The Female Misogynist
by Polly Spain
May 11th 2018
I once had a friend that straight up told me women aren’t funny.
This instance was not the first time I have heard this statement. I’m sure you have heard it before too. The belief that women are not funny is commonly held among small minded people all over the world. Even though I was very familiar with this saying (maybe on some level believed it), hearing it did not hurt any less.
Oh, and guess what. This friend was a woman.
Christ on a cracker! This sentence hurt particularly bad because she said this immediately after I professed my new love for improv comedy. It was the first time in my life that I felt passionate about something. My mind was racing at a million miles a minute, and I was having several arguments with her in my head. She carried her opinion like she was a realist, like she understood the reality of the comedy world and I was just being naïve.
Is it true that I am destined to fail at comedy because of my gender? No. It will pose a disadvantage at most, but I will more likely fail because I am not funny. Regardless, on that sad day, I was exposed to a pivotal moment of internalized misogyny.
Whether you believe in the feminist movement or not, it’s hard to deny that misogynism exists. Think of the friend who told you “women shouldn’t swear.” OR the guy who claims “all women are sluts.” OR maybe, just maybe you heard it from the lips of your female friend who said, “women are not funny.”
Female mysogynists exist. You may be one of them.
Confused yet? I was too when I was first faced with this notion. It is kind of contradictory, “How can a female hate other women? Doesn’t that mean they hate themselves?” Probably… In fact, yes. You can’t hate a flaw in another person, then consider the same flaw to be a quality in yourself. I can vouch for this because I have been ridding myself of internal misogynism for years, and I am still not completely there.
I can’t exactly blame my friend for projecting her views on to me. Let’s throwback to a time when I was just as guilty for the same shitty perspective. Growing up, I always prided myself of being a guys girl. I claimed, and truly believed that guys were “less drama.” Whenever I was asked about wanting kids in the future, I always said I wanted boys because girls are too much work. Hearing the quote, "You're not like other girls" was like heroin to me (this is not a fucking compliment by the way).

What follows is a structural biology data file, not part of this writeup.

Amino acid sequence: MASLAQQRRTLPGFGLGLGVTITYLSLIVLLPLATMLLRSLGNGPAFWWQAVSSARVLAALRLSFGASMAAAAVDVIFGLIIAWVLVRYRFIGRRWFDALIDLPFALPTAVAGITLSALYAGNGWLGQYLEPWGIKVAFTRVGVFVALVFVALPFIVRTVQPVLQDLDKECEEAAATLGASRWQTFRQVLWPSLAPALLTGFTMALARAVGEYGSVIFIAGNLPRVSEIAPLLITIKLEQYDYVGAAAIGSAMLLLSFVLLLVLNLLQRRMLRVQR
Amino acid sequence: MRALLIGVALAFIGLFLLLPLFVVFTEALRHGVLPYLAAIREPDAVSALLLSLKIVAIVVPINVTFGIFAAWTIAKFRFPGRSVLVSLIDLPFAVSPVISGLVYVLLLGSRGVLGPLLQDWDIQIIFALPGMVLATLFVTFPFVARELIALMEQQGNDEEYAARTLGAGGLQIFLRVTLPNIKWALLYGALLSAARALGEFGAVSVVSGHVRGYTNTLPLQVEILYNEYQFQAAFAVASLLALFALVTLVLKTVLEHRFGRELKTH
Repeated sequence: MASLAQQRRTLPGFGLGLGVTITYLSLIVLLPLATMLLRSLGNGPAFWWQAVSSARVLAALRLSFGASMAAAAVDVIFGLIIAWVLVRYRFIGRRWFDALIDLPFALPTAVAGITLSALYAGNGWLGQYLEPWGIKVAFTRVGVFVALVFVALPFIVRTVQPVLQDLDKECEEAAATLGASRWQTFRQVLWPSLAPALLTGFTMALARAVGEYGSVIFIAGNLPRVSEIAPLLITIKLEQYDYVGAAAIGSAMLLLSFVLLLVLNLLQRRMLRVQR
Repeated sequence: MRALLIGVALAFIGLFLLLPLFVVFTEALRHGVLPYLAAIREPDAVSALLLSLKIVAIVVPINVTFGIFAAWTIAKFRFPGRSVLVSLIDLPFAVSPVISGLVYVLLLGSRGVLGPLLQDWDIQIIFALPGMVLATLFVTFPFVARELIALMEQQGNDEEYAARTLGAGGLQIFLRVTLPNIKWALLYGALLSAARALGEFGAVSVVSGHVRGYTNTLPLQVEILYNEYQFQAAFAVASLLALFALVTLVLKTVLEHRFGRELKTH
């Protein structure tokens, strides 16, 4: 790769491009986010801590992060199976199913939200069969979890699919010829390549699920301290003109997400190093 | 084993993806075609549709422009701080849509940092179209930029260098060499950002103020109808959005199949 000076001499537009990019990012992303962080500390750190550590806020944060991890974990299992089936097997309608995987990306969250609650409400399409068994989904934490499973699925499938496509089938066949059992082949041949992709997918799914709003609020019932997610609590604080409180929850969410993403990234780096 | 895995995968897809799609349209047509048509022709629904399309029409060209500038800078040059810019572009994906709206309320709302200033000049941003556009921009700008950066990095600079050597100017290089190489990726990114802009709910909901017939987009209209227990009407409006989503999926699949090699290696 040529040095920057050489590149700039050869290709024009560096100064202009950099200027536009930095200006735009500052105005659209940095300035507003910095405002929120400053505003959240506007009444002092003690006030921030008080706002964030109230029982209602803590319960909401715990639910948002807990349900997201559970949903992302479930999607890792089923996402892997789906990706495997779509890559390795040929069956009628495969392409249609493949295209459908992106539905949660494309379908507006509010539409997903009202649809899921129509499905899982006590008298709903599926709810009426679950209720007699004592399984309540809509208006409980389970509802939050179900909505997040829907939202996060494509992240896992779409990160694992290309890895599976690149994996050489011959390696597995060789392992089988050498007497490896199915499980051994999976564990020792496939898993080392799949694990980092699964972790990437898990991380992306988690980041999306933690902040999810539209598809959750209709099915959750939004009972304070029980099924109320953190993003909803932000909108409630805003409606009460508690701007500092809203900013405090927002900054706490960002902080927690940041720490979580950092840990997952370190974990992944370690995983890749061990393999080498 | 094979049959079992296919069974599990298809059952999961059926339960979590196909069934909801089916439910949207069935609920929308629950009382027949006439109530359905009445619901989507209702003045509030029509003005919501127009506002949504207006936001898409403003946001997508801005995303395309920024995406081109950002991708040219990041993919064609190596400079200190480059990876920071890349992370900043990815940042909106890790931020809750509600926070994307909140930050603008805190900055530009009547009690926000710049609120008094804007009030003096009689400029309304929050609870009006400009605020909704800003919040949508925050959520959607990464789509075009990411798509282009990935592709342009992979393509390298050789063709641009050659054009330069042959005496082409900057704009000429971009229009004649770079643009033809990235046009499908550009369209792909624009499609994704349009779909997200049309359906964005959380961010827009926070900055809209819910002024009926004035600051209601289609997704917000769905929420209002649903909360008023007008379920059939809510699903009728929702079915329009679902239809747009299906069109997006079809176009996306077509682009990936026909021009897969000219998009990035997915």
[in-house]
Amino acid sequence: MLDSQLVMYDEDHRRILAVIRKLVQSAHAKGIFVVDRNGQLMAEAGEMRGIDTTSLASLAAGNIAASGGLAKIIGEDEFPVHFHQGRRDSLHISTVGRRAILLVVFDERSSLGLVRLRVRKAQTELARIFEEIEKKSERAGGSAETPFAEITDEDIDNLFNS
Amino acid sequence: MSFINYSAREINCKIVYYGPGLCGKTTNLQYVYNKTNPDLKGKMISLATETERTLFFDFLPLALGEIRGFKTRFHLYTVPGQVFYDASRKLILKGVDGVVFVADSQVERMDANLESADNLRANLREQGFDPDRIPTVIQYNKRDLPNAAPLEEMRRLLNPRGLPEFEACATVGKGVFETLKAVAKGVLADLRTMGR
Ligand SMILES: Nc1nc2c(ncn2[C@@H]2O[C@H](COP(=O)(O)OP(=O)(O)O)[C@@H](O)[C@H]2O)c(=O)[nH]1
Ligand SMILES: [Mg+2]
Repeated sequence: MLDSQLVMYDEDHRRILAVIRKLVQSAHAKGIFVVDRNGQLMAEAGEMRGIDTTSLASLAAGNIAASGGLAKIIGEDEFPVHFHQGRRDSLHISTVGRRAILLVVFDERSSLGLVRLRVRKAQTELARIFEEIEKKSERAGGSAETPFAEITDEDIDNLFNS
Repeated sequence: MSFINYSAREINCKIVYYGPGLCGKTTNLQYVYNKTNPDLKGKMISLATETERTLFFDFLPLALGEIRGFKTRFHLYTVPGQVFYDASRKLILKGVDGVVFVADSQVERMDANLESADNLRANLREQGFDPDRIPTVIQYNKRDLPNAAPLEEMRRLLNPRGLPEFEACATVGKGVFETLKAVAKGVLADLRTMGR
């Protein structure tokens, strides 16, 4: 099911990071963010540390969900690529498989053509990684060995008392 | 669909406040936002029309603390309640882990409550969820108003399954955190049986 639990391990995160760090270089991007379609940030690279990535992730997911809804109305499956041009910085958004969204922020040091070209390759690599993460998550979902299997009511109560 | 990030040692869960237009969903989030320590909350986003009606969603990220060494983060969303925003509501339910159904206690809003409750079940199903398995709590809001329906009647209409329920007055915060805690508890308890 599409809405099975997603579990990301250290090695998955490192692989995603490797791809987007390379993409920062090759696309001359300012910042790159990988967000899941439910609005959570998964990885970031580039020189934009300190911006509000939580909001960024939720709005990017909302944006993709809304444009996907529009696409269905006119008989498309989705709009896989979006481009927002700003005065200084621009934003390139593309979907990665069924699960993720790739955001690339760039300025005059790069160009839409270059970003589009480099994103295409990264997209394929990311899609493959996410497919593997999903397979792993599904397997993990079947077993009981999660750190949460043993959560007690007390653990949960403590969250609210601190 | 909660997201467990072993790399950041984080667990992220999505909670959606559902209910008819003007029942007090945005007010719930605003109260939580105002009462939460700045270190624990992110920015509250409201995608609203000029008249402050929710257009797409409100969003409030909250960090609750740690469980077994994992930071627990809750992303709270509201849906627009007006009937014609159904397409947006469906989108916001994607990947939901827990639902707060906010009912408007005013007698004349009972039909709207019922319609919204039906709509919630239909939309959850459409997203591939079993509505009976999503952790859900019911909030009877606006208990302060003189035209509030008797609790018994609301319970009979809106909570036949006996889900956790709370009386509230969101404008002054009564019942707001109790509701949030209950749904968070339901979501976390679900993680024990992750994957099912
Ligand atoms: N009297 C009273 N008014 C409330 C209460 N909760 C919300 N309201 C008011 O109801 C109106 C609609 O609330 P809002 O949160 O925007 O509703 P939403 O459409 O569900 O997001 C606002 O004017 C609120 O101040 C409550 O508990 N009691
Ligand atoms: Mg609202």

What I didn’t realise, is that I was harnessing validation from the men around me, while truly being desperate for female companionship.
This burden followed me well into university. I pursued a career in a male dominated field, where men were expected to outperform women. I considered it an advantage that I was in this “secret club”, where my under-performance could just be summed up to being a female. An advantage! Holy fuck I was delusional.
About three years into my degree, I felt a sense of emptiness. This perspective was no longer fulfilling to me, as if it ever really was. After surviving a horrific breakup with my previous boyfriend, I tried to pursue a douchebag who was absolutely not right for me. I legitimately said to myself, “as long as I have a man to impress, I'll be the best version of myself.” When that situation inevitably went down the drain, I was lost. With no men to validate me, who the fuck was I anymore?
Distaste for my own gender became apparent in other ways. When Louis C.K. threw around stories about sleeping with women, I laughed; but when Amy Schumer did it, something inside me churned. Why did I expect these female comedians to be prim and proper? The only thing that would cause this subtle disgust, is a deep rooted expectation of women to remain private about their sexual endeavors.
The thing is, when you go to see a comedian you trust that they will make you laugh. BUT if you have the preconceived belief that they will be shitty, you’ve already decided you’re not going to find them funny. People who have written off female comedians will fall victim to this disadvantageous prophecy. This has just been my experience in comedy, but it can transfer to every other industry where male dominance is challenged.
The only way to tackle this problem is for everyone to start paying attention to their own internalized misogynism. It’s a painful thing to face, but it can be the most rewarding personal journey you can take. And it won’t happen overnight. Ultimately you have to start paying attention to yourself. Pay attention when you feel inclined to call other women sluts. Pay attention when you compare your body to another. Pay attention when you question the ability of your female colleagues. Pay attention when you second guess your opinion. Pay attention when you downplay your intelligence. AND GOOD LUCK